Mid-century artists and ‘fully emerged’ abstract artists moving in the direction of modernism from the 1930s onwards
This exhibition is designed to give more recently arrived Fletcher Building employees an opportunity to experience some of the mid-twentieth-century treasures held in the Fletcher Trust Collection.
At the heart of the exhibition, in the middle of the tunnel, are paintings by Colin McCahon, Toss Woollaston, Milan Mrkusich and Gordon Walters. These four artists forged an adventurous path during these years. Their work was often derided as obscure, confused and lacking in an understanding of what many at the time thought to be the ‘true’ New Zealand art—realistic landscape painting. In fact their aims and objects were quite different.
From each end of the tunnel are displayed paintings by their precursors—artists who began to experiment with traditional notions of perspective drawing, geometric forms, soft abstraction and gestural application of paint.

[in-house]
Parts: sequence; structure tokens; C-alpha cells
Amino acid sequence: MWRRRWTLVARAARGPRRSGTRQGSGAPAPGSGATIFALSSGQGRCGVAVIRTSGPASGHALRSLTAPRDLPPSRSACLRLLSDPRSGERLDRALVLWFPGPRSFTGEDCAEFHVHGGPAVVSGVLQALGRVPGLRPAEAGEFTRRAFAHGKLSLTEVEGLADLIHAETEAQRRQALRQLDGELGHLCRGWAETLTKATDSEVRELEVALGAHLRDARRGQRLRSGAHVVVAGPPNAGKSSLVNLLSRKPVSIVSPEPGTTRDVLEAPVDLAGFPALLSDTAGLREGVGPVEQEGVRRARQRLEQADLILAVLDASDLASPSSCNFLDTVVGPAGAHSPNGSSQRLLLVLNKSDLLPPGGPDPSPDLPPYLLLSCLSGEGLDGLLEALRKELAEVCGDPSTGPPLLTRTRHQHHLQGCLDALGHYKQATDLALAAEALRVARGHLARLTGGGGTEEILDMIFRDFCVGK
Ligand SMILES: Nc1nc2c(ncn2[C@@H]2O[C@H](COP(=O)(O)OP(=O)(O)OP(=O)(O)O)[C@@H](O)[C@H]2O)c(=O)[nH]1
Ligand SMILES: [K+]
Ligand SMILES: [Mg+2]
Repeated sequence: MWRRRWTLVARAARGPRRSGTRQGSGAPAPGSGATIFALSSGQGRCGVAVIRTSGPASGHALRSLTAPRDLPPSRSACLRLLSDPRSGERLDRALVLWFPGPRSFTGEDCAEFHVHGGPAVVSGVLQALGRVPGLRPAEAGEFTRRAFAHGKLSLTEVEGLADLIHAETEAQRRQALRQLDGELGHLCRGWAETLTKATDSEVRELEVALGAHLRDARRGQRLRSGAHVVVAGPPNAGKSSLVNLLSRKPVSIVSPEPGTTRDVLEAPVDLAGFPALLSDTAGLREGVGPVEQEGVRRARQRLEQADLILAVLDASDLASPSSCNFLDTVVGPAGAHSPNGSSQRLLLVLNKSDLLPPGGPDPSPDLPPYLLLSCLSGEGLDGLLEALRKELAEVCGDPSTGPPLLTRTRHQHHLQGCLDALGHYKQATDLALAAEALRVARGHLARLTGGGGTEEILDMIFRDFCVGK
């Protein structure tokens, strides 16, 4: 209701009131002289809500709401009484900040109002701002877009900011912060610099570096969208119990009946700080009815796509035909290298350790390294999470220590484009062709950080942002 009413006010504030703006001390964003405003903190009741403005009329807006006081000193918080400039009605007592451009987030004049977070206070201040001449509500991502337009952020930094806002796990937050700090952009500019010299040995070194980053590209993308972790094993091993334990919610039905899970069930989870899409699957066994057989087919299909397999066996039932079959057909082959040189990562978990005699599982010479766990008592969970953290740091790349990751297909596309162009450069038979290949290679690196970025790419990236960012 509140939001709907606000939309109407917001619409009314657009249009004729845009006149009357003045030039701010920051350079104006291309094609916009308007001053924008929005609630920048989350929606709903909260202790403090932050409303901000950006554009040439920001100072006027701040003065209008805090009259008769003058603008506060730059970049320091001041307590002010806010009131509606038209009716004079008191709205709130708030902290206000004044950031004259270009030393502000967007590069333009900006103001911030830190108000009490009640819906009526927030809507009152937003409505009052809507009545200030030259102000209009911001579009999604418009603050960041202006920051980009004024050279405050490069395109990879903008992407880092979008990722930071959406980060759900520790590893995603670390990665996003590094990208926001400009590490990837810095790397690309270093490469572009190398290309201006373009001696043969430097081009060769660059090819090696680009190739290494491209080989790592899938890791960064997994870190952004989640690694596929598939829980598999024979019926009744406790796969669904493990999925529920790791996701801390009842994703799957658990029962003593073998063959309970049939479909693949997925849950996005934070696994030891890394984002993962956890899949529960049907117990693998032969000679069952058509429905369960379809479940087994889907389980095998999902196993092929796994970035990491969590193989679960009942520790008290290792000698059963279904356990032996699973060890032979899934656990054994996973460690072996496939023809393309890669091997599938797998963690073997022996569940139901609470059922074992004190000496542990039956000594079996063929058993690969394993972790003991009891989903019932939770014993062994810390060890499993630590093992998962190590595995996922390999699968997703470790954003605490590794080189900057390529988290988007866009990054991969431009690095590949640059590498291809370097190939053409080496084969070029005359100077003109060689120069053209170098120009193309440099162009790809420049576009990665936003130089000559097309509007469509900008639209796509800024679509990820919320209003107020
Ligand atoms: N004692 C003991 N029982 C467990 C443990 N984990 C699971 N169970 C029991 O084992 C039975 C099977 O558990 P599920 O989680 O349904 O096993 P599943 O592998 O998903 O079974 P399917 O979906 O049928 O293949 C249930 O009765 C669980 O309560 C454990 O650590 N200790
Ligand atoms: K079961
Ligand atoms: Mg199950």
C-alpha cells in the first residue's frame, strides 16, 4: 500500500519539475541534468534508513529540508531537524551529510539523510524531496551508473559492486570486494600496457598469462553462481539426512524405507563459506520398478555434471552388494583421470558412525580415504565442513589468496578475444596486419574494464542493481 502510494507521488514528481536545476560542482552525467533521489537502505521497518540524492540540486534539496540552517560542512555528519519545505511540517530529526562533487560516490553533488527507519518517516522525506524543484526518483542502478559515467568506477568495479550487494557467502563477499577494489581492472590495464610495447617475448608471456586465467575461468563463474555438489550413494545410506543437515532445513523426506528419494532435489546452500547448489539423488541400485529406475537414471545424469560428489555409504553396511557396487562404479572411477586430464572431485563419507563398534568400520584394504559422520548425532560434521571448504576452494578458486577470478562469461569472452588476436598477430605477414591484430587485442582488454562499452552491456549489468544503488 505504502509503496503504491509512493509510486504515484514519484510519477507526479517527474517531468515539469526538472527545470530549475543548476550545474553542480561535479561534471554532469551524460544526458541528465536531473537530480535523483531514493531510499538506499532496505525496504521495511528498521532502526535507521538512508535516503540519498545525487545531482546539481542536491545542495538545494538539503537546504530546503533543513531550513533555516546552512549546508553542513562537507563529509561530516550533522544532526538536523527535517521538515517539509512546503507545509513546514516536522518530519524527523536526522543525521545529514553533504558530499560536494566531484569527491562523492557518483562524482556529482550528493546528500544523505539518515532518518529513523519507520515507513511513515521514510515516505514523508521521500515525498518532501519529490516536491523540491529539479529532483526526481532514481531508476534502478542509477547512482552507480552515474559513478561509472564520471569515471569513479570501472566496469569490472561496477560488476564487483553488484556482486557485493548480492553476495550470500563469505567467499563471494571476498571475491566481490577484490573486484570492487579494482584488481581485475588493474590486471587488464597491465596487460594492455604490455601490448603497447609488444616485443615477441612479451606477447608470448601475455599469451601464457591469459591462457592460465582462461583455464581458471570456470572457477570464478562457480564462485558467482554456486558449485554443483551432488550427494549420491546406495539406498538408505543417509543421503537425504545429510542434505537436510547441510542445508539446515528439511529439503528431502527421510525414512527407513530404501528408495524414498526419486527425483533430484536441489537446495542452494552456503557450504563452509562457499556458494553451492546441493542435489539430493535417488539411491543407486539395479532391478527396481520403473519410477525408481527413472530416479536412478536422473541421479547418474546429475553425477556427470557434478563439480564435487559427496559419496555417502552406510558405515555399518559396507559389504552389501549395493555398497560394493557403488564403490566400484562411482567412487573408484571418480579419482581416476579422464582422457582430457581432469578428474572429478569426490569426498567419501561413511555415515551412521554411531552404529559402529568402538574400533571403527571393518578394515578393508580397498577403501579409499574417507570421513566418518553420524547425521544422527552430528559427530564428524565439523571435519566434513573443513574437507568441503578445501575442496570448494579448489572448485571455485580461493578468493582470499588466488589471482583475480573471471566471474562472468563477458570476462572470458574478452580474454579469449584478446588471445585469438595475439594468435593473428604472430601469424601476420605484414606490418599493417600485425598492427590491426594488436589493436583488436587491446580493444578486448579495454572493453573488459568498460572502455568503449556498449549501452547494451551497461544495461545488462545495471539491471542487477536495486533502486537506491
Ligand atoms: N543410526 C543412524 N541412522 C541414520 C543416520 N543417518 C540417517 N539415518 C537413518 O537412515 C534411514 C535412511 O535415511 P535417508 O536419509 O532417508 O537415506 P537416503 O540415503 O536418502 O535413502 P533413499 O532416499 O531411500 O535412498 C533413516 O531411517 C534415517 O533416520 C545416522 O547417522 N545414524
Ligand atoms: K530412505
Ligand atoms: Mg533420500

Increasingly, such artists were concerned more with conveying a personal reality rather than one based on a depiction of what the artist saw in the real world. For them a painting was an artifact in itself, subject to its own rules, rather than being a representation of a subject drawn from nature.
So, John Tole’s 1953 Through the Trees analyses the view of Newmarket up to Auckland Museum, seen through the screen of trees at Highwic, in terms of geometric space. In his 1956 French Bay, a nocturnal painting employing a drastically reduced the colour palette, McCahon conveys an idea of reflections on water in terms of narrow horizontal bands. The landscapes of Don Binney are based on sculptural simplifications of landforms, often heavily outlined in black, as in Southern Journey, a painting made in 1964 of a bay at Rakiura, Stewart Island.